Indian River School District will spend $2.8 million on a new science of reading curriculum expected to improve literacy rates and test scores but its school board took a shot at the state for mandating the move without providing money for it.
The Sussex County school district serving 10,799 students will invest in a 5-year contract with Core Knowledge Language Arts, under a unanimous vote from its board Monday night.
Other districts are in the process of doing the same, as the state has mandated through a law that evidence-based reading curriculum must be implemented by the 2027-2028 school year.
The Department of Education lists different curricula districts can choose from that aligns with the science. It vets each curriculum through EdReports, an organization that grades materials that schools use.
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Science of reading is a cognitive brain research that shows how students learn to read, according to Monica Gant, chief academic officer for the Delaware Department of Education.
The approach believes that nearly all children learn to read in the same way no matter their ethnicity or background and that fundamentals such as focusing on phonics are key to success and later performance in reading.
It is made up of six essential components: phonemic awareness, phonics, reading fluency, vocabulary, text comprehension and oral language. They work in unison to help with word recognition and language comprehension.
Phonics is an area some education officials and advocacy groups think the state needs to double down on in order to improve its disturbingly low reading test scores.
According to the Delaware State Report Card, just 42.36% of students are proficient and meet grade-level standards in English language arts.
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“Some of us have been stressing phonics for 40 years and it came in fashion and went back out and apparently they realized that is the right thing to do,” said board member Donald Hattier. “It does make a difference and that’s how we taught our kids, with phonics, at the dinner table.”
Here are some examples of how the curriculum will actually translate to the classroom as lessons and units:
The 5-year contract includes teacher materials, student materials and consumables, mClass licenses and interventions, and professional learning, according to Kelly Dorman, the district’s director of elementary education.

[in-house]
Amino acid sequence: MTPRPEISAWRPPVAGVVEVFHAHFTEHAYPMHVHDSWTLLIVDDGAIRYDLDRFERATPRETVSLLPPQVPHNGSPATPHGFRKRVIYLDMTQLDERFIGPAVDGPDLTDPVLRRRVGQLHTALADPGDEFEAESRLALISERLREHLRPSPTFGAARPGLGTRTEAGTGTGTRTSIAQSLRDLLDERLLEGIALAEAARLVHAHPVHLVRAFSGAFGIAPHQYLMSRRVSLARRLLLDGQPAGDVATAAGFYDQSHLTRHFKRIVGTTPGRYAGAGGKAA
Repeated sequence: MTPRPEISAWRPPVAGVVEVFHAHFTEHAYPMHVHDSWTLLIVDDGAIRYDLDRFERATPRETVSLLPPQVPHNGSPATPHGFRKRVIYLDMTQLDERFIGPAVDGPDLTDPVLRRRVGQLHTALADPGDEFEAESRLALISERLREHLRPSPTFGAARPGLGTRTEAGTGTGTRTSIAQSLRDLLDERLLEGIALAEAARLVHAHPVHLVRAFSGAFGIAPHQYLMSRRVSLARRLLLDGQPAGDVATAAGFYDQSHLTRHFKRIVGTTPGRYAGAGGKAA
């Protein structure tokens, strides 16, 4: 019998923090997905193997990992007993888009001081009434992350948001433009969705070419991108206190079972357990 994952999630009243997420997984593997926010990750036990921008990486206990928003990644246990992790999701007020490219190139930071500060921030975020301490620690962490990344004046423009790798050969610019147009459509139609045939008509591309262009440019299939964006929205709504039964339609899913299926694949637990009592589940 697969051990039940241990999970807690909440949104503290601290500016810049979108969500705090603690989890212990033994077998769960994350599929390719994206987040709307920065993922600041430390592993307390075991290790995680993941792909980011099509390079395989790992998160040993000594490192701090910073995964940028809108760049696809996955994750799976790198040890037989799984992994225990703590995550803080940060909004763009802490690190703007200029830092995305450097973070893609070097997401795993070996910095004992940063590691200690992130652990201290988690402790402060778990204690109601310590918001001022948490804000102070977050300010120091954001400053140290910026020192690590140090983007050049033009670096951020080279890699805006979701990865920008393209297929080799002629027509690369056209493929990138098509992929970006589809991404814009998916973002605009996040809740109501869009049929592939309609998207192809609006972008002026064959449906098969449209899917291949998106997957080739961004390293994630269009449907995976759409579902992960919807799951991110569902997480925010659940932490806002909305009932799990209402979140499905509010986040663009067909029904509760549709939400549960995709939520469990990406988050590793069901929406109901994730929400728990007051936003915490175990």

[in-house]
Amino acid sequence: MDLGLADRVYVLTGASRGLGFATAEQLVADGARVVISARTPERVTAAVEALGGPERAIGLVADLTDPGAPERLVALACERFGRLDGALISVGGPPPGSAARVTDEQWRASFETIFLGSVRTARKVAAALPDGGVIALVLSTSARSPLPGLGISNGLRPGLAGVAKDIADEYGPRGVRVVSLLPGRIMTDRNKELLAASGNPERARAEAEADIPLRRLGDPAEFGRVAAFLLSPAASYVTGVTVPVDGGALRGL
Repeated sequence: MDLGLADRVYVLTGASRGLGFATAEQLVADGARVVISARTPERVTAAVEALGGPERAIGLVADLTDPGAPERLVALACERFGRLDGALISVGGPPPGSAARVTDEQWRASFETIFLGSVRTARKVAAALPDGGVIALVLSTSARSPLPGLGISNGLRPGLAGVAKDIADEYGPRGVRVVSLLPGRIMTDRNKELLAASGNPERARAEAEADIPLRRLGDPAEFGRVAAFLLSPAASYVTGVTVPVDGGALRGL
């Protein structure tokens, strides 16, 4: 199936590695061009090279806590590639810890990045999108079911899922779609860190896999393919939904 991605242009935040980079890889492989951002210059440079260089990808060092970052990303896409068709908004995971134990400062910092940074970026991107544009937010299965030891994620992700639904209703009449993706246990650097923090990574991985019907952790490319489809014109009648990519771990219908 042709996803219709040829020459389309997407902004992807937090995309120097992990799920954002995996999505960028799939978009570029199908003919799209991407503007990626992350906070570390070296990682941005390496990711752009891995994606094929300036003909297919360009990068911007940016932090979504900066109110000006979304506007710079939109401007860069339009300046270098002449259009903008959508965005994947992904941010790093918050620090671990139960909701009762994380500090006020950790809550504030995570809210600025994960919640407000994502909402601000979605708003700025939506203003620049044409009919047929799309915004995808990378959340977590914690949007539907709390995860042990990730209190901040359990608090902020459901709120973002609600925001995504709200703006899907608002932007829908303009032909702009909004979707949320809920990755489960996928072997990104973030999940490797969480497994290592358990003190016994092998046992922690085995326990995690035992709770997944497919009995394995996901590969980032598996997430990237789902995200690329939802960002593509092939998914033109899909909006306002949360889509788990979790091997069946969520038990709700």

mClass is a system that helps track data on the success of the new curriculum, she said.
The $2.8 million will come from the district’s Elementary and Secondary School Emergency Relief Fund, which gave Indian River $45,600,503 in pandemic relief funds.
Board members James Fritz repeated several times in anger and annoyance that the state is mandating a new curriculum but isn’t giving financial support to districts.
“Yet another unfunded state mandate,” he said, “So if the media could report that I’d appreciate it.”
The pandemic relief money is not part of the district’s operating budget and must be spent by September 2024 or the district loses it, so Indian River does not have to adjust its annual budget to fit in the $2.8 million.
“We should do this because if there’s one thing that I have not liked about what’s been happening in reading for a long time, is the essential lack of emphasis on phonics,” Hattier said. “Phonics works… and if that’s not something we’re teaching, the sooner we can get back to teaching it the happier I’m going to be.”
Dorman pointed out that Colonial School District has recently adopted the Core Knowledge Language Arts curriculum. She also said how every district is at a different stage of finding new curriculum and instruction.
Colonial is rolling the new curriculum out over two years, with it being introduced to kindergarten through second grade this year, and expanding to third through fifth grade in the 2023-2024 school year.
Jeff Menzer, Colonial’s superintendent, said the district is excited about the early indications of its impact on student achievement.
“It’s a breath of fresh air,” he said. “The teachers, the students and the families love the foundational knowledge that comes with the science of reading approach that CKLA brings.”
Foundational knowledge in the realm of reading is the evidence and research-based theories and principals that are essential to learning. Essentially, it’s going back to the fundamental basics of reading language.
In a conversation at the beginning of the year with a second-grader, Menzer said the student was enamored with reading about Greek gods and goddesses.
He said he usually expects younger students to highlight recess or lunch or gym class, but she was excited about the reading program.
“Then I went into the classroom and you could see the Greek gods and goddesses that they were discussing and talking about and reading about,” Menzer said, “and we really felt that the reason we invested in this curriculum was the sense of it provides equitable access to all students to reading.
“It’s a very, very powerful process in terms of putting everybody on the same path forward, giving everybody the same access, regardless of where they came in.”
Raised in Doylestown, Pennsylvania, Jarek earned a B.A. in journalism and a B.A. in political science from Temple University in 2021. After running CNN’s Michael Smerconish’s YouTube channel, Jarek became a reporter for the Bucks County Herald before joining Delaware LIVE News.
Jarek can be reached by email at email@example.com or by phone at (215) 450-9982. Follow him on Twitter @jarekrutz and on LinkedIn
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